What do you talk about at the dinner table? If you are like many families, you discuss what different members of the family did during the day, what was learned at school or what the evening schedule will look like. Other families don't meet up for dinner - instead some members may eat in the kitchen as they are cooking, some may eat something that came from a chain drive through window on their way home from work. Still others will eat while watching their television sets. If anecdotal evidence is accurate, people are talking about things that happened to them personally or they simply aren't talking at all.
Is it bad to talk about things that happen to you personally? No. If your family lives a disconnected lifestyle, then there is a need to reconnect to see if everyone is doing well and to identify issues that need to be addressed. Is it bad to disconnect from others in the most intimate of all cultures, that of the family? Yes, indeed it is.
Today, our teens are leaving home without making a commitment to that which is higher and nobler than themselves. They are not committing to a lasting relationship with God. They are not committing to be an active part of society as a whole. There are many reasons being proposed for this phenomenon, but I am going to focus on what I think may be a contributing factor. As a culture, we have stopped discussing that which is important to us with our children, friends and neighbors. We have heard and followed the rule - don't discuss religion and politics at the dinner table. As a result, we have forgotten how to share our beliefs and ideas with one another in a respectful manner. We have also forgotten how to focus on the subject of a conversation. How far do you really get into a discussion on health care without straying to the subject of the President himself?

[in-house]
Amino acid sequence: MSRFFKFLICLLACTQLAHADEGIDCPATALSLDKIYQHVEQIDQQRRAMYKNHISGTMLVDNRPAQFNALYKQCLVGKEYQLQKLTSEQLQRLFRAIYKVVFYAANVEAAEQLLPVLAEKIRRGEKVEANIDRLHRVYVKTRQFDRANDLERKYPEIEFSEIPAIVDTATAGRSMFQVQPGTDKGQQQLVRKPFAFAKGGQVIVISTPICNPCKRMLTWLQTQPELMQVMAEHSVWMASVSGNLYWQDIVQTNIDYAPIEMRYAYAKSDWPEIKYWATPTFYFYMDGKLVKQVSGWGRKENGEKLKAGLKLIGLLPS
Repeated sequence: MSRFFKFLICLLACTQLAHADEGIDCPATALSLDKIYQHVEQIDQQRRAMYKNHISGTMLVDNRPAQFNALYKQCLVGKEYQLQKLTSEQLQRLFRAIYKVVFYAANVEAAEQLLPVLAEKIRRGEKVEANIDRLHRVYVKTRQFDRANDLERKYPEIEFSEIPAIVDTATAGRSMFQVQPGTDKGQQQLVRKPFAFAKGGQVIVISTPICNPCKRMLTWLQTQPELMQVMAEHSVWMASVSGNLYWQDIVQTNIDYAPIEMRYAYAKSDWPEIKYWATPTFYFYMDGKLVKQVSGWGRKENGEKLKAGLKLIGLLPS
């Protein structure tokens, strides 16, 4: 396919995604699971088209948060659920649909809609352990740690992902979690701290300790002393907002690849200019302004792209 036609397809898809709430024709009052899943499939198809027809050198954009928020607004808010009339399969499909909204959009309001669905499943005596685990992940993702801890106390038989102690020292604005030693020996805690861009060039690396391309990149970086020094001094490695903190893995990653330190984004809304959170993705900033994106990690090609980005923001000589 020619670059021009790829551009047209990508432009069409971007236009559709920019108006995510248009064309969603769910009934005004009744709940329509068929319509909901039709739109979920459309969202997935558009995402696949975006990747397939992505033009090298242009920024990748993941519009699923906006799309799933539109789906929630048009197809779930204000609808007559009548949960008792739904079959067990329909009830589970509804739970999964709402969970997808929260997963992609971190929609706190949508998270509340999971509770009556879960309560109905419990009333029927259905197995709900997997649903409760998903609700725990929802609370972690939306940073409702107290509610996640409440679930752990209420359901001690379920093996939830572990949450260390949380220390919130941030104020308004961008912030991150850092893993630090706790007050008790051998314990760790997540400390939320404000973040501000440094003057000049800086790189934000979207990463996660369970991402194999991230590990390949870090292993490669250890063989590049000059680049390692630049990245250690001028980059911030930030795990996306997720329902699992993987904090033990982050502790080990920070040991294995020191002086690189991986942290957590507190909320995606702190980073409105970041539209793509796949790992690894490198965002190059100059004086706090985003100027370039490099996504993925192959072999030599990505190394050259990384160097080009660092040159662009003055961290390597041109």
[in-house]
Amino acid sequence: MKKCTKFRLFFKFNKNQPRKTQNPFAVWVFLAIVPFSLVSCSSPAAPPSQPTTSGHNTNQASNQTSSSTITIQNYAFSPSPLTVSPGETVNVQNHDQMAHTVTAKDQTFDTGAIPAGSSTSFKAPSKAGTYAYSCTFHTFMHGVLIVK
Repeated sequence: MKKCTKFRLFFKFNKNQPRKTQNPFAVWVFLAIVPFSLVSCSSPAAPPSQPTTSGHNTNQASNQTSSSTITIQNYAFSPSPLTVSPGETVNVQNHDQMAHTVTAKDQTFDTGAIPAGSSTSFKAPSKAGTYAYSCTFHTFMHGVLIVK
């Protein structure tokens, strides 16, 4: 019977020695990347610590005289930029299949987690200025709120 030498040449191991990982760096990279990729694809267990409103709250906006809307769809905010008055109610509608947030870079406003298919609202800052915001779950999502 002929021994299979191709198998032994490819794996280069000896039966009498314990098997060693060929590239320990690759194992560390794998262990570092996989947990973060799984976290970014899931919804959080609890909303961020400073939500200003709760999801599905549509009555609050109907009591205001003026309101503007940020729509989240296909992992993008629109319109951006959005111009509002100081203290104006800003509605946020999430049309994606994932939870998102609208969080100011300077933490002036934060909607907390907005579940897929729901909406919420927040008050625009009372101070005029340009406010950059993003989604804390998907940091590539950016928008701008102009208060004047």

Speaking specifically as a Christian, we constantly hear that people are walking away from the church when they leave high school. Why? I think part of the reason may be that we have not taken the responsibility of training our children in matters of faith seriously. Additionally, and the most important, we have failed to communicate that Christianty is a relationship with God through Christ. In discussing faith at the dinner table, we can go far in showing by example, how we process matters of faith within the context of our relationship with God. It isn't enough to read the Bible and do a Bible study, although I certainly believe that those are critical parts of the formation of a personal faith. First and foremost we must be in a relationship with God and discuss that relationship with our families. I am not proposing a true confessions scenario, but instead am proposing relational honesty with Christ and with one another. Instead of discussing the pastor at the dinner table, why not get your sermon notes and talk about how the teaching applies to you and engage your familiy in a conversation along the same lines? When your your child relates a neighborhood or school incident to you, do you examine it in light of God's word? Was the situation pleasing to Him? Did your response to it reflect His presence in your life? If you weren't directly involved, are you gossiping or are you trying to process the situation? If you are trying to process the situation, be sure to center your discussion around facts, not people. I can see why people would walk away from an organization such as a church if we have failed to teach them about a relationship with Christ and the lifelong process that is involved.
If your relationship with Christ is important, you must be willing to talk about it at the dinner table. Likewise, you must be willing to talk about all aspects of life in the context of your Christian beliefs - don't shy away from controversy and be willing to talk about the hard questions.
On another day I will discuss politics at the dinner table, but for now - think abou this and let me know - are you discussing faith at the dinner table with your family? What does that look like for you? If you don't, what is keeping you from doing so?